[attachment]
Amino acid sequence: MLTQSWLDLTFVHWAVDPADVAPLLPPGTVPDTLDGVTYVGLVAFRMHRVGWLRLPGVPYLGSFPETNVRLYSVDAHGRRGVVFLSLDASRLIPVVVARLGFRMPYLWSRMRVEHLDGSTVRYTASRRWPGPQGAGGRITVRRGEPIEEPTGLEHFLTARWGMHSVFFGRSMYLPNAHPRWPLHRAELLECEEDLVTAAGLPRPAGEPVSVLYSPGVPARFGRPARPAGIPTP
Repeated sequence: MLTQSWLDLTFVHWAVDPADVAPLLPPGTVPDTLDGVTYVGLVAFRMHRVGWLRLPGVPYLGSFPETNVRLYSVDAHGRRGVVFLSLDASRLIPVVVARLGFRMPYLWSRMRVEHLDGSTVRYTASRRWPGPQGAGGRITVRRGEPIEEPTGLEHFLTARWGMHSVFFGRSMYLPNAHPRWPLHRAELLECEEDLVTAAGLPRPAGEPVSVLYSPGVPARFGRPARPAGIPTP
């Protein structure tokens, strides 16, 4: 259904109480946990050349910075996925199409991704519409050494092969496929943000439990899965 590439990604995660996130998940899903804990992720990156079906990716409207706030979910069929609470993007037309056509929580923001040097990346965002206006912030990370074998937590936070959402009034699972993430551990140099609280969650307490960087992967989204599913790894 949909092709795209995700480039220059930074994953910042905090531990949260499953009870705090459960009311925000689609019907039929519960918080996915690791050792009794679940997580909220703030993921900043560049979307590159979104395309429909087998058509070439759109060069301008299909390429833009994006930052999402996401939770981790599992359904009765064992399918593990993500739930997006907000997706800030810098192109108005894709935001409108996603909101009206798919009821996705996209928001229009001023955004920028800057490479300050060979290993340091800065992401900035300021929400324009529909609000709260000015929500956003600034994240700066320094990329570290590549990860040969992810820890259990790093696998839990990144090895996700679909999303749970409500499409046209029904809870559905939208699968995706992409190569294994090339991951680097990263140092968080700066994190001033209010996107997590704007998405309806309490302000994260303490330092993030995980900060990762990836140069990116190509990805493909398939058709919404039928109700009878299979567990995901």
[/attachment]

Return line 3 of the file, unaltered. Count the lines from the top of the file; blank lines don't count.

């Protein structure tokens, strides 16, 4: 259904109480946990050349910075996925199409991704519409050494092969496929943000439990899965 590439990604995660996130998940899903804990992720990156079906990716409207706030979910069929609470993007037309056509929580923001040097990346965002206006912030990370074998937590936070959402009034699972993430551990140099609280969650307490960087992967989204599913790894 949909092709795209995700480039220059930074994953910042905090531990949260499953009870705090459960009311925000689609019907039929519960918080996915690791050792009794679940997580909220703030993921900043560049979307590159979104395309429909087998058509070439759109060069301008299909390429833009994006930052999402996401939770981790599992359904009765064992399918593990993500739930997006907000997706800030810098192109108005894709935001409108996603909101009206798919009821996705996209928001229009001023955004920028800057490479300050060979290993340091800065992401900035300021929400324009529909609000709260000015929500956003600034994240700066320094990329570290590549990860040969992810820890259990790093696998839990990144090895996700679909999303749970409500499409046209029904809870559905939208699968995706992409190569294994090339991951680097990263140092968080700066994190001033209010996107997590704007998405309806309490302000994260303490330092993030995980900060990762990836140069990116190509990805493909398939058709919404039928109700009878299979567990995901």